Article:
Today’s Poetry Friday Roundup is hosted by Carol Wilcox. Have you read Carol’s beautiful 30 days of poems about Raising Rooney? During April this year, Carol wrote a poem each day about the service dog she has raised from a puppy–starting with “Beginnings” to when she realized “I’ve Got Rooney All Over Me,” as she had to say goodbye. Each poem tells a story, helps us get to know the ins and outs of raising a service dog, and touched my heart as a reader. This collection will be a lovely gift to the person who is blessed to receive Rooney as their service dog.
Last week Ruth Hersey’s post was so bittersweet and beautiful. I’ve been thinking of it all week. It inspired me to notice the birds (and people) here in Bahrain all week long. Thank you, Ruth, for the inspiration. Using a Maya Angelou quote that has been on my mind, “Do the best you can until you know better. Then when you know better, do better”, I wrote a Golden Shovel poem:
we have birds here, like they do
in detroit and haiti and all over the
world. we know birds are best
in their wild brilliance and you
will do well to realize these birds can
exist in this blasted heat, up until
their feet melt into the pavement. you
can measure this desert against what you know,
thinking your birds are better,
but linger here, savoring their coos and vision. then
take your cue from the birds who know when
and how their next meal will come. Do you?
they don’t farm or collect salaries, but they know
their father in heaven better
than I often do.
rain of mercy, fall on us so we receive better
After I wrote a rambling “narrative” sestina, I wanted to try to learn more about meter, so I went to Bruce Lansky. He’s the king of da-DUM-da-DUMs, in my opinion, as he really knows how to write in that sing-song rhythm:
I have a brief confession
that I would like to make.
If I don’t get it off my chest
I’m sure my heart will break.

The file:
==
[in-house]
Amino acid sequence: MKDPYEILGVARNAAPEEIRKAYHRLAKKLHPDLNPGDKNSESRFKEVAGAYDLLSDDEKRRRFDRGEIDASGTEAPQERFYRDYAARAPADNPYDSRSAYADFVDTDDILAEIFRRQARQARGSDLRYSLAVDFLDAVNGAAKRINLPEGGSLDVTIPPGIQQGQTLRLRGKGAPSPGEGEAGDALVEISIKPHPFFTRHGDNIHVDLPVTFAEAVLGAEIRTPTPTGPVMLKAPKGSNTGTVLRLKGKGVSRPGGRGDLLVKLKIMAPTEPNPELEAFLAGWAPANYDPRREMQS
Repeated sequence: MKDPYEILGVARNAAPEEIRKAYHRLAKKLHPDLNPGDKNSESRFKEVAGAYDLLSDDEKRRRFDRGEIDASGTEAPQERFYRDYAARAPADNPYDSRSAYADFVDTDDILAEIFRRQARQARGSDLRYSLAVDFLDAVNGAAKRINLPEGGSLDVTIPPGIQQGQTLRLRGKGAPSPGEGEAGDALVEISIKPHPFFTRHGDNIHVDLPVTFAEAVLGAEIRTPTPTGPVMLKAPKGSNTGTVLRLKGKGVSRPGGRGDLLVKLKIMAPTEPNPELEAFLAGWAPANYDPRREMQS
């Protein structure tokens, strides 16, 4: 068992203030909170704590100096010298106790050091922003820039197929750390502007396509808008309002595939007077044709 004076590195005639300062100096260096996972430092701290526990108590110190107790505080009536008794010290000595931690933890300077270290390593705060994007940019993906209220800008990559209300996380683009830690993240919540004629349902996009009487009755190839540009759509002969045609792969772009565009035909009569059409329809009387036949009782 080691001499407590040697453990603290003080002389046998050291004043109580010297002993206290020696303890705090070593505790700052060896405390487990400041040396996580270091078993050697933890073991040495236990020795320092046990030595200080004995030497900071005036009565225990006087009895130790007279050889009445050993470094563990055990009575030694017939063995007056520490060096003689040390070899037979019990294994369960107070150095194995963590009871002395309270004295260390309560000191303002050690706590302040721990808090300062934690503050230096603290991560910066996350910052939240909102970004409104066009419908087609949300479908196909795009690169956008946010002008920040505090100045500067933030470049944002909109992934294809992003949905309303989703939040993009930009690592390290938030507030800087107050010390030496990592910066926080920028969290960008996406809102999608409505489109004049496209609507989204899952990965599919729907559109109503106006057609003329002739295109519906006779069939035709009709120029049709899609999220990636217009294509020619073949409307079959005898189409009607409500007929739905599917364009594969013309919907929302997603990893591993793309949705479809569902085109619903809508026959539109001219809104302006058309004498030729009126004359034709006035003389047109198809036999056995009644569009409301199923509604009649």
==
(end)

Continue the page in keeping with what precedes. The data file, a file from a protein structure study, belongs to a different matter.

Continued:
Many years ago, I would teach this lesson from Bruce Lansky–“New Version of Shel Silverstein’s ‘Sick'”–to junior highers. For a while during those years I understood meter much better, so this week I revisited this lesson. (Even though I had to go to the Way Back Machine archives to do so.)
I began to collect lists of words, seeing which syllable in the word is stressed. I’m not sure why I made these lists–perhaps looking for support, inspiration, patterns, or what-have-you. This week I’ve played a bit with using the words to make equations, a menu of sorts, perusing the lists and thinking of better words. (e.g., da DUM da + DUM da + DUM da + DUM + da DUM = iambic pentameter.) Is that right? I have been playing with rhythm in my waking and sleeping. I’m not sure how successfully. Here is a sampler of couplet sizes I tried out this week.
Iambic dimeter (2 iambs)
Beyond all hope
Afraid to cope
Iambic trimeter (3 iambs)
The Light of God aglow
And Evil takes a blow
Iambic tetrameter (4 iambs) (Inspired by a real conversation I had with a student this week after we watched this video.)
We have a pup and no hedgehog,
but not no more; she’s now a dog.
Iambic pentameter (5 iambs) (Pigeons on my window sill)
Their cooing comes in waves of ease and whim
Alive and free, no cage can stop their hymn
Iambic hexameter (6 iambs)
I am alive in sweet embrace, a lovely scene
Of morning quiet during spring, so fresh, so clean
Iambic heptameter (7 iambs) (Two lines rewritten from my sestina)
We battle systems over people, country’s soul is near;
Our hope portrayed in Kamala brightens every dappled fear.
Do you have additional suggestions for writing iambs? I would welcome any advice!